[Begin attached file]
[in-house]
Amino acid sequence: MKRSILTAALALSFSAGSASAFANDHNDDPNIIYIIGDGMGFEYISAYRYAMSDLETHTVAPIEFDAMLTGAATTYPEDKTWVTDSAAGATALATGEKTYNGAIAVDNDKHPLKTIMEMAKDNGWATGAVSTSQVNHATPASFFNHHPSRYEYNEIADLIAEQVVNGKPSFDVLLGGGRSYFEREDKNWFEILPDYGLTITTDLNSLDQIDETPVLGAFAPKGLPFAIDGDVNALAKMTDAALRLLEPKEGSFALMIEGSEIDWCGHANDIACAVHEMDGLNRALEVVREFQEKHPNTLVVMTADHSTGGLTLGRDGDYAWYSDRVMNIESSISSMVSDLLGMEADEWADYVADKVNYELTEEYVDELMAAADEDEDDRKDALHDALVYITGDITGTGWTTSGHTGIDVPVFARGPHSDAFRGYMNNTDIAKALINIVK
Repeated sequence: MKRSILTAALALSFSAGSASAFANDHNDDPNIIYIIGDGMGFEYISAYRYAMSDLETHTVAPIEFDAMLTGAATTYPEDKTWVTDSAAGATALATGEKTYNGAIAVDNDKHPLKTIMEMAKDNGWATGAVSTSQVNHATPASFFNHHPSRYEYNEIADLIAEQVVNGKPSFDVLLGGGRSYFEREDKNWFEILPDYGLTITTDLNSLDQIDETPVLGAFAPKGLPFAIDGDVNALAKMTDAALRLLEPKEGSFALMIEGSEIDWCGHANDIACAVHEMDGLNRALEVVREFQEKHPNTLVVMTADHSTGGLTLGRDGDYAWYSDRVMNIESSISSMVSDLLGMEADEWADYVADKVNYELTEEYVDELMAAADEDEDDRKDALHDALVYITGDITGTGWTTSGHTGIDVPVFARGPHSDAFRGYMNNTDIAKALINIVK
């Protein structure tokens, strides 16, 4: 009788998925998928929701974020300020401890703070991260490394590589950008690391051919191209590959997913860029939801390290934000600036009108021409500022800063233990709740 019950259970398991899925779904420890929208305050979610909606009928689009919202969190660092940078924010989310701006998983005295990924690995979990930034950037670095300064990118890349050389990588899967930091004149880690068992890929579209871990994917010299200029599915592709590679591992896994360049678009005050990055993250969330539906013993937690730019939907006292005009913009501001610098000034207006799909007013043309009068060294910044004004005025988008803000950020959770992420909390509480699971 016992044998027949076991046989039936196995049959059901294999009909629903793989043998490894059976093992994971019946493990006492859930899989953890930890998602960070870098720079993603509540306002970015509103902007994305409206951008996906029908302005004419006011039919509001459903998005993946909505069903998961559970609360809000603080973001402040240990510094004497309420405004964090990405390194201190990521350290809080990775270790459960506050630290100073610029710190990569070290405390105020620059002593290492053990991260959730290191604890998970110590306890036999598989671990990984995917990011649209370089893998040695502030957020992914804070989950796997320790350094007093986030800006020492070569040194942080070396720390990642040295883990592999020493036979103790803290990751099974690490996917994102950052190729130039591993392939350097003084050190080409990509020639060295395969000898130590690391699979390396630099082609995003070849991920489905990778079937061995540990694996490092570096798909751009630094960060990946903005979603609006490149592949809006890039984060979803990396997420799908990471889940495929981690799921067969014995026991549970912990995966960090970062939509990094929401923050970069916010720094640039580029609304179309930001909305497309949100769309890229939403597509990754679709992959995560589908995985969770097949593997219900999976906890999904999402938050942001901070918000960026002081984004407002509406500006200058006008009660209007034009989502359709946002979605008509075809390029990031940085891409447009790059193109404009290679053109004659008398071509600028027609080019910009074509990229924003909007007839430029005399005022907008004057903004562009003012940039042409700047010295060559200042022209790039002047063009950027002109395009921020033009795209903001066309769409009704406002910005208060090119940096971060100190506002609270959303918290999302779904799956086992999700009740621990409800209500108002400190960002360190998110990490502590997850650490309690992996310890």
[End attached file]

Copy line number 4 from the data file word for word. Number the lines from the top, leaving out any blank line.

């Protein structure tokens, strides 16, 4: 009788998925998928929701974020300020401890703070991260490394590589950008690391051919191209590959997913860029939801390290934000600036009108021409500022800063233990709740 019950259970398991899925779904420890929208305050979610909606009928689009919202969190660092940078924010989310701006998983005295990924690995979990930034950037670095300064990118890349050389990588899967930091004149880690068992890929579209871990994917010299200029599915592709590679591992896994360049678009005050990055993250969330539906013993937690730019939907006292005009913009501001610098000034207006799909007013043309009068060294910044004004005025988008803000950020959770992420909390509480699971 016992044998027949076991046989039936196995049959059901294999009909629903793989043998490894059976093992994971019946493990006492859930899989953890930890998602960070870098720079993603509540306002970015509103902007994305409206951008996906029908302005004419006011039919509001459903998005993946909505069903998961559970609360809000603080973001402040240990510094004497309420405004964090990405390194201190990521350290809080990775270790459960506050630290100073610029710190990569070290405390105020620059002593290492053990991260959730290191604890998970110590306890036999598989671990990984995917990011649209370089893998040695502030957020992914804070989950796997320790350094007093986030800006020492070569040194942080070396720390990642040295883990592999020493036979103790803290990751099974690490996917994102950052190729130039591993392939350097003084050190080409990509020639060295395969000898130590690391699979390396630099082609995003070849991920489905990778079937061995540990694996490092570096798909751009630094960060990946903005979603609006490149592949809006890039984060979803990396997420799908990471889940495929981690799921067969014995026991549970912990995966960090970062939509990094929401923050970069916010720094640039580029609304179309930001909305497309949100769309890229939403597509990754679709992959995560589908995985969770097949593997219900999976906890999904999402938050942001901070918000960026002081984004407002509406500006200058006008009660209007034009989502359709946002979605008509075809390029990031940085891409447009790059193109404009290679053109004659008398071509600028027609080019910009074509990229924003909007007839430029005399005022907008004057903004562009003012940039042409700047010295060559200042022209790039002047063009950027002109395009921020033009795209903001066309769409009704406002910005208060090119940096971060100190506002609270959303918290999302779904799956086992999700009740621990409800209500108002400190960002360190998110990490502590997850650490309690992996310890």